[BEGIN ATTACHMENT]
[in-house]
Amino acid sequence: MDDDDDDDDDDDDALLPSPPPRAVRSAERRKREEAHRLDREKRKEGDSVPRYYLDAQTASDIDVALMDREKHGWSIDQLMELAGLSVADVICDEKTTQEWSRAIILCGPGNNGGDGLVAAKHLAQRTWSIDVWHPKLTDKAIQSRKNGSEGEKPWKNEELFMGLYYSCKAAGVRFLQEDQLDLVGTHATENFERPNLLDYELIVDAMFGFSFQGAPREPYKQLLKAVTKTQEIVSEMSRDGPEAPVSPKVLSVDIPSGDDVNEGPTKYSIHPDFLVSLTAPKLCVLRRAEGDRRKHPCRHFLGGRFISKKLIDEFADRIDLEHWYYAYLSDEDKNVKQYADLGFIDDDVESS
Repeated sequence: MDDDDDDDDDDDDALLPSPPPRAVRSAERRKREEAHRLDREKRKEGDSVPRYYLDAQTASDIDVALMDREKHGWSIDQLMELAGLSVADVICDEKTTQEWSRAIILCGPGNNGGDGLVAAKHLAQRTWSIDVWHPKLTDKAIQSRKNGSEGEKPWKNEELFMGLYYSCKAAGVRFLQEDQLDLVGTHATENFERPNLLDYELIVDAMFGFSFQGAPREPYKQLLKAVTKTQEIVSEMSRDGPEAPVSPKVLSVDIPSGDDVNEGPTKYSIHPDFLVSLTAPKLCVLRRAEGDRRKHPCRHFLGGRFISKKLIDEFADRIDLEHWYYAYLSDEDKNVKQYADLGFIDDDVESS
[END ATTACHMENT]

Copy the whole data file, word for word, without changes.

[in-house]
Amino acid sequence: MDDDDDDDDDDDDALLPSPPPRAVRSAERRKREEAHRLDREKRKEGDSVPRYYLDAQTASDIDVALMDREKHGWSIDQLMELAGLSVADVICDEKTTQEWSRAIILCGPGNNGGDGLVAAKHLAQRTWSIDVWHPKLTDKAIQSRKNGSEGEKPWKNEELFMGLYYSCKAAGVRFLQEDQLDLVGTHATENFERPNLLDYELIVDAMFGFSFQGAPREPYKQLLKAVTKTQEIVSEMSRDGPEAPVSPKVLSVDIPSGDDVNEGPTKYSIHPDFLVSLTAPKLCVLRRAEGDRRKHPCRHFLGGRFISKKLIDEFADRIDLEHWYYAYLSDEDKNVKQYADLGFIDDDVESS
Repeated sequence: MDDDDDDDDDDDDALLPSPPPRAVRSAERRKREEAHRLDREKRKEGDSVPRYYLDAQTASDIDVALMDREKHGWSIDQLMELAGLSVADVICDEKTTQEWSRAIILCGPGNNGGDGLVAAKHLAQRTWSIDVWHPKLTDKAIQSRKNGSEGEKPWKNEELFMGLYYSCKAAGVRFLQEDQLDLVGTHATENFERPNLLDYELIVDAMFGFSFQGAPREPYKQLLKAVTKTQEIVSEMSRDGPEAPVSPKVLSVDIPSGDDVNEGPTKYSIHPDFLVSLTAPKLCVLRRAEGDRRKHPCRHFLGGRFISKKLIDEFADRIDLEHWYYAYLSDEDKNVKQYADLGFIDDDVESS